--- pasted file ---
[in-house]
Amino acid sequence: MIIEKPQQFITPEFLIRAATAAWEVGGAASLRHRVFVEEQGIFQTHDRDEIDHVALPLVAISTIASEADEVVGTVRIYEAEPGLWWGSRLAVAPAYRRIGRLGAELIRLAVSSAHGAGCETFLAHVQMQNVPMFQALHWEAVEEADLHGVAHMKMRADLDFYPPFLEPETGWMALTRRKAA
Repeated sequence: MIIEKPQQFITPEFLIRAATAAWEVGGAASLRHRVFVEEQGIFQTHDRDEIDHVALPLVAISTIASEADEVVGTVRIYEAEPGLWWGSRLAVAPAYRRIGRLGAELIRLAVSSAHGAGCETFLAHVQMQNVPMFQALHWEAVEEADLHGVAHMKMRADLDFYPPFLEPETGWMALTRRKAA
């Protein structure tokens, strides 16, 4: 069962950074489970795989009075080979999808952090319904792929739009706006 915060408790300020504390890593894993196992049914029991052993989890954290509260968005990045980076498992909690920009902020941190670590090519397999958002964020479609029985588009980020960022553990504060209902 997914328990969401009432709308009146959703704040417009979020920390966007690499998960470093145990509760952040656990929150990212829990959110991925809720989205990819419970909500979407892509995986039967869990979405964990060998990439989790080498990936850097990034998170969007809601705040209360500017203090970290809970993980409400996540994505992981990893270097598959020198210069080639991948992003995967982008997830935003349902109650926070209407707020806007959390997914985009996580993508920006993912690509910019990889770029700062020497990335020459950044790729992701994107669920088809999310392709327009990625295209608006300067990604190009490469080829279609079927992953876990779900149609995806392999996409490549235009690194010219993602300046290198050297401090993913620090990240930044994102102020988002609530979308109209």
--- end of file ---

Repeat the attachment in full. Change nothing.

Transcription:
[in-house]
Amino acid sequence: MIIEKPQQFITPEFLIRAATAAWEVGGAASLRHRVFVEEQGIFQTHDRDEIDHVALPLVAISTIASEADEVVGTVRIYEAEPGLWWGSRLAVAPAYRRIGRLGAELIRLAVSSAHGAGCETFLAHVQMQNVPMFQALHWEAVEEADLHGVAHMKMRADLDFYPPFLEPETGWMALTRRKAA
Repeated sequence: MIIEKPQQFITPEFLIRAATAAWEVGGAASLRHRVFVEEQGIFQTHDRDEIDHVALPLVAISTIASEADEVVGTVRIYEAEPGLWWGSRLAVAPAYRRIGRLGAELIRLAVSSAHGAGCETFLAHVQMQNVPMFQALHWEAVEEADLHGVAHMKMRADLDFYPPFLEPETGWMALTRRKAA
């Protein structure tokens, strides 16, 4: 069962950074489970795989009075080979999808952090319904792929739009706006 915060408790300020504390890593894993196992049914029991052993989890954290509260968005990045980076498992909690920009902020941190670590090519397999958002964020479609029985588009980020960022553990504060209902 997914328990969401009432709308009146959703704040417009979020920390966007690499998960470093145990509760952040656990929150990212829990959110991925809720989205990819419970909500979407892509995986039967869990979405964990060998990439989790080498990936850097990034998170969007809601705040209360500017203090970290809970993980409400996540994505992981990893270097598959020198210069080639991948992003995967982008997830935003349902109650926070209407707020806007959390997914985009996580993508920006993912690509910019990889770029700062020497990335020459950044790729992701994107669920088809999310392709327009990625295209608006300067990604190009490469080829279609079927992953876990779900149609995806392999996409490549235009690194010219993602300046290198050297401090993913620090990240930044994102102020988002609530979308109209």